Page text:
An interviewer in Saudi Arabia asked a well-known Indian cleric why he had made converting masses to Islam his mission. The cleric replied, “About 154,000 people die every day across the world. Of this number, at least 124,000 die observing ‘kufr’ and ‘shirk’. This means they get dumped straight into ‘dojakh ki aag’ to burn there forever.”
(Here, kufr means denial of Islam, shirk means worshipping any deity other than Allah, and dojakh ki aag means eternal hellfire.)
The cleric continued, “In the time I took to state this fact, fifteen more people have been thrown into this fire. They are already burning; there is nothing that can be done about it…What bothers me is that none of these thousands of people were offered an invitation to Islam that could have saved them.” (Watch the clip here from 12.16 onwards).
The cleric is Maulana Kalim Siddiqui. Last month, the 64-year-old was arrested by Uttar Pradesh anti-terrorism squad (ATS) with accusations of illegal religious conversions, creating enmity, misuse of foreign funds and women trafficking.
Siddiqui is widely popular among the Muslim population of India as well as neighbouring countries as a religious preacher. Since his arrest, Islamic institutions across the country, including Aligarh Muslim University, have been staging street protests, demanding his immediate release.
In a press note, the ATS described Siddiqui as “Khalifa of Ali Mian in Dawah activities”, that is, kingpin of conversion rackets in India. The note says he has converted more than five lakh non-Muslims to Islam, mostly in Haryana’s (notorious) Mewat.
Siddiqui is the most prominent of all arrests made so far by Uttar Pradesh ATS in its ongoing crackdown on Islamic conversion groups in the state. Before him, Mohammed Umar Gautam, Mohammed Jehangir, Abu Bakar and Adam alias Prasad Kanwre, among several others, have been booked and jailed.
A native of Muzaffarnagar district in UP, Kalim Siddiqui has been accused by the anti-terrorism agency of carrying out mass conversions in the guise of social welfare work.
The agency has said that Siddiqui uses the various trusts and non-government organisations run by him for his Dawah activities. These include Shah Walliullah Trust (Delhi), Global Peace Centre and Peace Mission (Mustafabad, Delhi), Madrassa Sabeel-us-Salam (Shaheen Bagh, Delhi), Dawat-e-Islam Trust (Mewat, Haryana) and World Peace Organisation (Delhi).
Of these, Dawat-e-Islam Trust in Mewat is said to have converted most people.
In June when the ATS began its crackdown, video of a Dalit man from Mewat was circulated widely on social media. In the video, Memchand said that he was from the Jaatav (scheduled) caste and was lured into converting to Islam by Abu Bakar and his mentor Kalim Siddiqui.
Memchand described them as leaders of Tablighi Jamaat, which is an influential Islamic expansionist movement with headquarters in New Delhi’s Nizamuddin. Last year, Tablighi Jamaat’s global head Mohammed Saad was found preaching to his lakhs of followers that the novel coronavirus was Allah’s curse on 'kaafirs' (non-believers of Islam).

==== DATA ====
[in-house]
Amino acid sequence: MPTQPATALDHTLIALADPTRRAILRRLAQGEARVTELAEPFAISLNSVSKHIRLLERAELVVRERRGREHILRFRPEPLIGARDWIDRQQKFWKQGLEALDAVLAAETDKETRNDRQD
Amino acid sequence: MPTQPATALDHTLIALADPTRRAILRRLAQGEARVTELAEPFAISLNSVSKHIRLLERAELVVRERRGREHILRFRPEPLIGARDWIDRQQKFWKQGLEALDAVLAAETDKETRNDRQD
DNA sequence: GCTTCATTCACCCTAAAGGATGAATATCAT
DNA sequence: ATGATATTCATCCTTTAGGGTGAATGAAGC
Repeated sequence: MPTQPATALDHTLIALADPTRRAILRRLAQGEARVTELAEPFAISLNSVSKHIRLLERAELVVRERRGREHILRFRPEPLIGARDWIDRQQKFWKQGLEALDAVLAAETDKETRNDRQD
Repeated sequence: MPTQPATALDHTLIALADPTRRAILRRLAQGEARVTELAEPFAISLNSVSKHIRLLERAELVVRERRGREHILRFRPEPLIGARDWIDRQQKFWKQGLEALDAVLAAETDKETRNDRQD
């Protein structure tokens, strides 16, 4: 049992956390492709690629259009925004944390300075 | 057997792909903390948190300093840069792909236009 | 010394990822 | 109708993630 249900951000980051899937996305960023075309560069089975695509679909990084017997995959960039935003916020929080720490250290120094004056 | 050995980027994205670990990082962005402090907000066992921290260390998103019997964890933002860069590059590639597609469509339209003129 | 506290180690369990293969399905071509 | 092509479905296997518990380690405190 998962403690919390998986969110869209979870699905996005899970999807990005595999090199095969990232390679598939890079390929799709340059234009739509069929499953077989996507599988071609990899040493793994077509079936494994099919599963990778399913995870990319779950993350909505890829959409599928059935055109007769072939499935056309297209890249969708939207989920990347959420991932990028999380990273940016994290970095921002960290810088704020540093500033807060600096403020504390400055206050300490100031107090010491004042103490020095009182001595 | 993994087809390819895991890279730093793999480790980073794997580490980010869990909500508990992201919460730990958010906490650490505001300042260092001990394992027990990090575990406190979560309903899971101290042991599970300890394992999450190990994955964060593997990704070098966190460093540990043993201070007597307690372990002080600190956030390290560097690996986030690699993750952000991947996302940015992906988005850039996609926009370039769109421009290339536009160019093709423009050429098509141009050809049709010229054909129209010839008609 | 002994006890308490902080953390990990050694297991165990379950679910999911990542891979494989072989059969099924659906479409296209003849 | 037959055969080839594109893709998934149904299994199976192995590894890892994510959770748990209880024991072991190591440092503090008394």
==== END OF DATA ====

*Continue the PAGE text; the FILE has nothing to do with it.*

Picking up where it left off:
Memchand said that the group targets Hindus from Scheduled Caste (SC). He said they are offered money and land in lieu of accepting Islam. He said he had accepted the offer too, but was “tortured” later and forced to attend jamaats. (Watch the video here).
Siddiqui’s interviews and talks reveal a fanatically superstitious mind, particularly towards the Islamic idea of eternal hellfire for non-believers. His obsession with this idea borders on psychotic.
In an interview, Siddiqui said that Muslims must weep in agony if they see any non-Muslim die as the dead would be thrown into eternal hellfire.
In a talk, Siddiqui narrated an incident of a Hindu friend inviting him for his father’s terahvin. The friend sent a letter to Siddiqui, which stated that his father had passed away at the age of 85 and the family had planned a gathering. In the letter, the father’s name was prefixed with “swargeeya” (one who goes to heaven).
Siddiqui told the interviewer, “You know how Hindus cremate their dead and organise terahvin and barsi to mark specific days of mourning. Little do they know that they don’t go to heaven as assumed, but burn in the hellfire forever. We Muslims know it all too well.” (Watch the video here from 13.20 onwards).
Siddiqui describes his conversion work as “work of humanity”. This is how he explained it in the interview: “If even a dog accidentally gets its leg burnt, we feel pained. How then can we not feel pained when hundreds and hundreds of bodies are being thrown into hellfire daily? This is against humanity. Our Prophet has sent us to save humanity.”
In the same interview, Siddiqui admitted that most people who convert to Islam do so for fear of hellfire. (Watch here.)
In a talk, Siddiqui proudly narrated an incident where he converted an old Sikh woman from Punjab to Islam over the phone.
The woman had been suffering from an illness for several years. She met a Muslim pir and told him about the constant pain in her body. The pir asked her how she would survive hellfire if she could not stand a little pain.
The woman, shocked and worried, asked him about the solution. The pir connected her with Kalim Siddiqui for the solution.